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  • Writer's pictureAmy Donovan (BNatMed)

Time to soothe the soul

Updated: Dec 4, 2023

In this current health situation with COVID-19 and the lock down I know it has affected so many people around the world in some very challenging ways.

The caliber of this situation has never before been felt or experienced.

The closest world-wide experiences we have to compare it to are World Wars.

The uncertainty around people's jobs, health and livelihood is not a comfortable experience at all.

I have felt sadness, grief, shock, gratitude, relief all in the same day.

All through the ups and downs I have needed to remind myself that all the feelings are valid.

For the most part though, I have been thoroughly enjoying this 'pause' time.

I had been pushing myself really hard for the past 9 months or so (actually it's longer, if I'm being honest it is my typical M.O. 🙄).

I am so blessed to have been so well supported by so many amazing clients, both through Naturopathy and Massage, but I feel equally blessed to have this break forced on our whole country.

To stop, and take stock.

To reflect, and reset.

To daydream, and rest.

To plan, and prepare for when everything is 'back to business' for New Zealand.

It has provided time for people to reconnect with what is important - people, food, their environment, and their health.

People have been stocking up on dry stores,

making their own bread,

cooking their own meals,

buying seeds and plants to begin growing their own produce,

thinking about where their food comes from,

thinking about where their waste goes and working to reduce it,

using cars less,

spending more time in nature,


calling and messaging friends and family,

placing a priority on their immunity and health in general.

This time off has had me in the kitchen more than usual.

I love cooking and baking but haven't been prioritsing time to cook with clients being my main priority.

The other night we had a roast chicken and used the frames (bones) to make stock in a bid to reduce waste and make something out of nothing.

It is so simple and really is a wasted opportunity to gain extra nutrients (and a great base for a soup - see below) if you don't use the bones.

Chicken bone broth

Homemade chicken broth or stock is an awesome opportunity to get some great gut health nutrients like collagen and proline which can help to promote gut integrity and heal leaky gut. 70% of our immunity is in our gut tissue so a healthy gut = a healthy immunity. Also most of our serotonin is made in our gut too, so if we want good mental health we need to be working on our gut health too.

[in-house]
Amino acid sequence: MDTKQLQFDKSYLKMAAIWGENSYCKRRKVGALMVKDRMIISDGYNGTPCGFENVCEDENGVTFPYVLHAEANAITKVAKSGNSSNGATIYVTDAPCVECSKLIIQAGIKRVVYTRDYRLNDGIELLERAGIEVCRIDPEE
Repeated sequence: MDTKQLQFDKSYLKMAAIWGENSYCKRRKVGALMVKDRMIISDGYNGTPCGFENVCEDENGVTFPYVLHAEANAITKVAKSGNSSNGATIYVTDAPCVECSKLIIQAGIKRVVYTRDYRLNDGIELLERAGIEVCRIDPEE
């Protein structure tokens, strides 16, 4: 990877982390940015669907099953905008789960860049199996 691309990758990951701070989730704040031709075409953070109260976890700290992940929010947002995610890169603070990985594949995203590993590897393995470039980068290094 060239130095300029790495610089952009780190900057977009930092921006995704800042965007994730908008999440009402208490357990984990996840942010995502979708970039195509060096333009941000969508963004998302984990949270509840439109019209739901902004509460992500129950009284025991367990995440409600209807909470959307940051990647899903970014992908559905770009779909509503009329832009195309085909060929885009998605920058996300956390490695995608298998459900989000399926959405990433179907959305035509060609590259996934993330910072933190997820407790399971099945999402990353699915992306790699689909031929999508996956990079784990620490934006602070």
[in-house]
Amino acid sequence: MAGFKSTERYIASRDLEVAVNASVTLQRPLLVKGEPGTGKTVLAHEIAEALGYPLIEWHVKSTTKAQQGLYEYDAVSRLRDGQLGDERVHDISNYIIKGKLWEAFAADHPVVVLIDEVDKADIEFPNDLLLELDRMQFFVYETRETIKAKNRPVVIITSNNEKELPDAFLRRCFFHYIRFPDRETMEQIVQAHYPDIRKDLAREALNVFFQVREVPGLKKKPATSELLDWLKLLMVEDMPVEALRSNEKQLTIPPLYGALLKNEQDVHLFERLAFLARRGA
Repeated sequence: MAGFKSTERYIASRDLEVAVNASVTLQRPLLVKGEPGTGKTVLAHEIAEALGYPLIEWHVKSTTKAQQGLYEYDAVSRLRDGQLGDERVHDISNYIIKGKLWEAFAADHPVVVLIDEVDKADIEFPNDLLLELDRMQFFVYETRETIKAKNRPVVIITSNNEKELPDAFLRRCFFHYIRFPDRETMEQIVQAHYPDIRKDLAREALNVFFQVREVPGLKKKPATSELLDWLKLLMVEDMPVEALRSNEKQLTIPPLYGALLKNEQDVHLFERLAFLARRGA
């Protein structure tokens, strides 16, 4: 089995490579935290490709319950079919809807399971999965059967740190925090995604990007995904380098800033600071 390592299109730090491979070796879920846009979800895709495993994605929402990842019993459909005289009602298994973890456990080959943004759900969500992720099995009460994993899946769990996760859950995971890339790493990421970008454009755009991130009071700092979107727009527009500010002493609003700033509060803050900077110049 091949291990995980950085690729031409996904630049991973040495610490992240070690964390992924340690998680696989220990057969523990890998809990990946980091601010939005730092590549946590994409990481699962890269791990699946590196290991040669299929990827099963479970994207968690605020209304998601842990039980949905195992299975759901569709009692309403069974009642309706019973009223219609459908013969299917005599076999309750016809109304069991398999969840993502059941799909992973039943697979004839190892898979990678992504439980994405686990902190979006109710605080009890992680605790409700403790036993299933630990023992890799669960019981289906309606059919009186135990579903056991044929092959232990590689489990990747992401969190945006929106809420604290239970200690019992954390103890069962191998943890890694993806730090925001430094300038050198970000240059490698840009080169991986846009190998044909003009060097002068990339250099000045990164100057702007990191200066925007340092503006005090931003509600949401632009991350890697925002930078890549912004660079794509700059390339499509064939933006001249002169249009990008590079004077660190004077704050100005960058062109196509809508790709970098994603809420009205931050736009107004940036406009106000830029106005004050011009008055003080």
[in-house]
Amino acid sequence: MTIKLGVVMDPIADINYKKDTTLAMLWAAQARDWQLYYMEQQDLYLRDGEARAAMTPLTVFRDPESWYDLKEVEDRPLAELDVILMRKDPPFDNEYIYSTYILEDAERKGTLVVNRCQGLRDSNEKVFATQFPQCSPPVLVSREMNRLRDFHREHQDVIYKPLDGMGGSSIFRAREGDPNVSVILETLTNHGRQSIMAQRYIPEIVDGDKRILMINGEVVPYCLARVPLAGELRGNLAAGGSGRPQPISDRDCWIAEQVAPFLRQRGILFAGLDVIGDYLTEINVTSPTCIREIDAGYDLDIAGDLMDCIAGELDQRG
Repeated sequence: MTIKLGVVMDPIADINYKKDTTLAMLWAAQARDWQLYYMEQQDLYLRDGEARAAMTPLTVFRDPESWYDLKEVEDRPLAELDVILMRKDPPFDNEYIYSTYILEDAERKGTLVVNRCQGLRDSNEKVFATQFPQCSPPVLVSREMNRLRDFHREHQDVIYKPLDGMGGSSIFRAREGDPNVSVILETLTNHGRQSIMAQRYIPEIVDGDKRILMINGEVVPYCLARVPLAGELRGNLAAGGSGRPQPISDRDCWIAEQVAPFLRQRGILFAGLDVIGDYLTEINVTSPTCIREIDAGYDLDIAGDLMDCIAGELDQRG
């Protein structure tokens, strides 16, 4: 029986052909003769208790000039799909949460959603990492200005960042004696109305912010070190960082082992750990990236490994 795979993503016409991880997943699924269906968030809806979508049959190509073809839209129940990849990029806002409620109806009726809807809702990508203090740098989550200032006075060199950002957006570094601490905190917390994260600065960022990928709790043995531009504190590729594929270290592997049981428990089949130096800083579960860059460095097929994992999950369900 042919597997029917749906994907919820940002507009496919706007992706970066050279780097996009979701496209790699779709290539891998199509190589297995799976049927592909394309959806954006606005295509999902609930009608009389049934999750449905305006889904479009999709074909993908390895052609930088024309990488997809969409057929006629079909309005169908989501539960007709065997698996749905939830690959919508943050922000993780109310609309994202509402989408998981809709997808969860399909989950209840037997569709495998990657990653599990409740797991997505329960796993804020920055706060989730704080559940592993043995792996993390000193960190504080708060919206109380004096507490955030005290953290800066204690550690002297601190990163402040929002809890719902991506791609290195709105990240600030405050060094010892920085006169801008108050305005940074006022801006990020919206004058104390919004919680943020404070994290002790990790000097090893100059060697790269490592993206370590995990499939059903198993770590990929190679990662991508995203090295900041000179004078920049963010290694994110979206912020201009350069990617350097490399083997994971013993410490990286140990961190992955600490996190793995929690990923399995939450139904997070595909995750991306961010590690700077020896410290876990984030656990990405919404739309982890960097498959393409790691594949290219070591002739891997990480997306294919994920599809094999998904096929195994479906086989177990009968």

You will also get an extra dose of minerals from the bones which are required for many functions such as bone formation, muscle relaxation, enzyme activity and so much more!

Put the bones from your roast chook in a medium saucepan and add enough cold water to cover the bones completely and 2 tablespoons of raw apple cider vinegar. This helps to extract even more mineral goodness out of the frames.

Bring to the boil and then turn down to a simmer for 2 hours.

Let cool completely before straining, this allows further extraction of nutrients and minerals.

Discard bones and pour the liquid into a container with a secure lid to either place in fridge to use within 2 days, or to freeze for up to 3 months.

You can use vege peelings, garlic, onion, herbs and other vegetables if you want to make a more flavourful broth. This time it was kept simple as I was going to use it for the soup below which was going to pack enough punch with flavour.

I've always believed in food as medicine, not only for our physical health but our mental and emotional health too.

What's more soothing and nourishing than a bowl of soup?!

To me soup is soul food so I dreamed up this vegetarian soup below and I want to share it with you.

Smokey tomato bean and lentil soup with kumara

Prep time - 20 minutes (+ time for soaking the beans and lentils)

Cooking time - 90 minutes

Makes 4 large portions